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Reply Steve
5:19 PM on March 8, 2014 
Hi Guys
First of all can I say I really appreciate the work you are doing as it is very credible and like your scientific and sceptical approach. I have been interested in the Thylacine for a number of years and I like many would love the notion of a small number of taz tigers to still be at large.
It has crossed my mind that the state government gave protective status to the taz tiger shortly before the last known thylacine died in the zoo. Do you think this adds validity to the possible chances of others having survived as I assume the would have been no financial gain and risk of prosecution for the trappers. therefore the very few that could have survived would not have actively been hunted. Just a thought but wondered if that could add weight to the very slim chance that a small isolated community still lives on to this day.

Reply Ebony Bourdain
5:54 PM on March 2, 2014 
Thank you! Thylacine awareness! A worthy passion. Great networking. Great graphic logo, too.
Reply Frank Macera
3:28 AM on February 14, 2014 
Just out of curiosity, has anyone tried a wombat in distress call a wombat in a cage and a game trail camera set out for a thylacine? Reconyx Hyperfires are no glow 1080P high-definition resolution and 3.1-megapixel images. Triggers in a 5th of a second. Expensive at roughly 600 usd, but really great cameras. Moultrie makes another cheaper alternative around 150 usd. You got the three things a predator looks for, live pray, sound, and an easy kill. I use a similar technique for trying to figure out where the coyote population has sky rocketed on my property and where they need to be thinned out, only I use a rabbit call and a motorized stuffed rabbit in a cage....with rabbit scents.
Reply Reach Savage
10:59 AM on December 11, 2013 
Some of the stuff is pretty convincing. It would be great if they are still out there!
Reply john gerrity
4:47 PM on November 25, 2013 
Great work guys. Just to let you know, you have fans in the USA. Best of luck-hope you are the guys that find the tiger first.
Reply Kevin Mnich
5:02 AM on June 21, 2013 
I love thylacines. I'd like to hope that they are still out there, or can soon be once more. Thank you for caring about Australia's wildlife and ecosystems, And thank you for continuing hope and research and education on the thylacine.
Reply Wren Wilkins
3:10 AM on April 24, 2013 
(the last post, was also me by the way)
Also, wanted to add: In a nutshell, I believe in the Thylacine. I use to align them into the "what ifs" with the Lochness Monster. Though the latter would be cool to exist, it seems less likely. This site is showing that the Thylacine is very much real and alive. It's probably a good thing that so many people still deny it. Its proven existence could cause problems for it if the wrong people want to find it.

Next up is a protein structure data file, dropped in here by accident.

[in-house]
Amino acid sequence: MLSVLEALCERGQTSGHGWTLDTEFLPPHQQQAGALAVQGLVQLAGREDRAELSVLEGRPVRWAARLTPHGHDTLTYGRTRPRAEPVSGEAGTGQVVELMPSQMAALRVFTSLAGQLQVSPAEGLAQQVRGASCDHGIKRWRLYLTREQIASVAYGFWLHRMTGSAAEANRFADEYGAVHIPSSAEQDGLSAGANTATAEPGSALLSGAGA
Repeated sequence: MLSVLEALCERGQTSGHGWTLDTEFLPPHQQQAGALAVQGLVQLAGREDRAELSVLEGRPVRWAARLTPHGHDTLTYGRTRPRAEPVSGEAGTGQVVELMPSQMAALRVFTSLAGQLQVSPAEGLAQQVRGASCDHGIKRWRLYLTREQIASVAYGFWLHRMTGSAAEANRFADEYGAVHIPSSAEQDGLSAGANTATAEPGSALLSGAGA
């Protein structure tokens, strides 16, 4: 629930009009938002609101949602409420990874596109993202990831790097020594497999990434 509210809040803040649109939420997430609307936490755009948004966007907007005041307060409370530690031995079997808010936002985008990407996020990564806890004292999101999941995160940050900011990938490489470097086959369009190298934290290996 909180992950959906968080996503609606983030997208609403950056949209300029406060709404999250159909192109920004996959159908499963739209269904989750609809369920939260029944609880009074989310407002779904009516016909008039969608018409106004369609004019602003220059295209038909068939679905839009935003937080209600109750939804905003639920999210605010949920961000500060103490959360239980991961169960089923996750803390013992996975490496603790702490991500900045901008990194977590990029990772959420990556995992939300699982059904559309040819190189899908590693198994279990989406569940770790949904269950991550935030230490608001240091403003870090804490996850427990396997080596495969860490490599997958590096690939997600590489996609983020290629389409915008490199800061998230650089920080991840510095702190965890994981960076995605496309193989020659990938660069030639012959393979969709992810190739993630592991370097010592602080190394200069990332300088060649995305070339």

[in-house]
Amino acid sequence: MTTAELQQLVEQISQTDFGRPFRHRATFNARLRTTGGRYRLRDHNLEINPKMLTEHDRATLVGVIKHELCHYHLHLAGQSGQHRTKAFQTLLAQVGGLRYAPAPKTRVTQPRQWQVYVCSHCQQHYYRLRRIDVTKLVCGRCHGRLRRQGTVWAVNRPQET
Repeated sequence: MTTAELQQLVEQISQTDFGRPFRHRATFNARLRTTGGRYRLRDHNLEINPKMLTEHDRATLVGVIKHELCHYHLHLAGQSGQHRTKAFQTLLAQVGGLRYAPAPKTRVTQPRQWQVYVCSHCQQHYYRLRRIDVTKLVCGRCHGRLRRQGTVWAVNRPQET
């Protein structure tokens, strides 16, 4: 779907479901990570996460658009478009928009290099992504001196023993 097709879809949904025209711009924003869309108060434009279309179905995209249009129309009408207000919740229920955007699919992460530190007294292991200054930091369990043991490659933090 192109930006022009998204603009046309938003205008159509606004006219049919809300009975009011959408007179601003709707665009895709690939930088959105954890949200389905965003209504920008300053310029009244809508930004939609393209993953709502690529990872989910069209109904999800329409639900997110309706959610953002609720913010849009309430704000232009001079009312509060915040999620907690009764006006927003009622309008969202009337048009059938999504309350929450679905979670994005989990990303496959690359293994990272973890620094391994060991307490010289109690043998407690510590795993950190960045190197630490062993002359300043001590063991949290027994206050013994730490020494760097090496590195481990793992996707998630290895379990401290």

I hope it stays safe and continues to reproduce in the wild.
Reply Wren Wilkins
2:56 AM on April 24, 2013 
Please keep doing what you're doing. I'm only 18 but ever since I was a child, I've been mystified by these creatures. I love how primitive they look, they're so odd. But beautiful, and truly unique. I use to swear they were alive to family members, even though I had or knew of no proof. So seeing this is giving me such hope.
I just hope that if they are found, you guys do everything you can to make sure they are protected. Not like captured and kept in captivity just to be "safe" but to be protected in their natural habitat. It's amazing that they've managed to live so long, even when claimed to be "extinct". This means that they're are incredibly intelligent and clever. They deserve to be left alone in the little wild they have left.
But what you guys are doing, I agree with. I feel like though many might want to hurt them, even unintentionally, if it becomes world news that they're proven to be alive, there will also be many from all over that will want to protect them and make sure they never be claimed "extinct" again. And it would be nice to know that they are alive. With this site, I'm actually beginning to believe again that they do exist. That belief disappeared as I grew up and decided to accept the reality that they're gone.
But maybe this creature is just smarter than us, and smarter than other animals. That's why they bolt from every camera, and have remained undetected for so long. And maybe there are enough people around the surviving ones that want to keep it safe and undetected.

I'm just a college student from the US. Never been to Australia, especially not Tasmania, but it would definitely be a dream of mine to see a wild Thylacine. It always has been. Keep up the good work and keep those creatures safe!
Reply Joel
10:58 AM on March 21, 2013 
Keep searching, I know there are plenty of people out there who are very passionate about the thylacine. I hope to see one whether it be photo, video, or in person, before I die.
Reply Shahul
11:17 AM on March 20, 2013 
We Humans are the true pest of Nature, We exterminated this Unique Animal.

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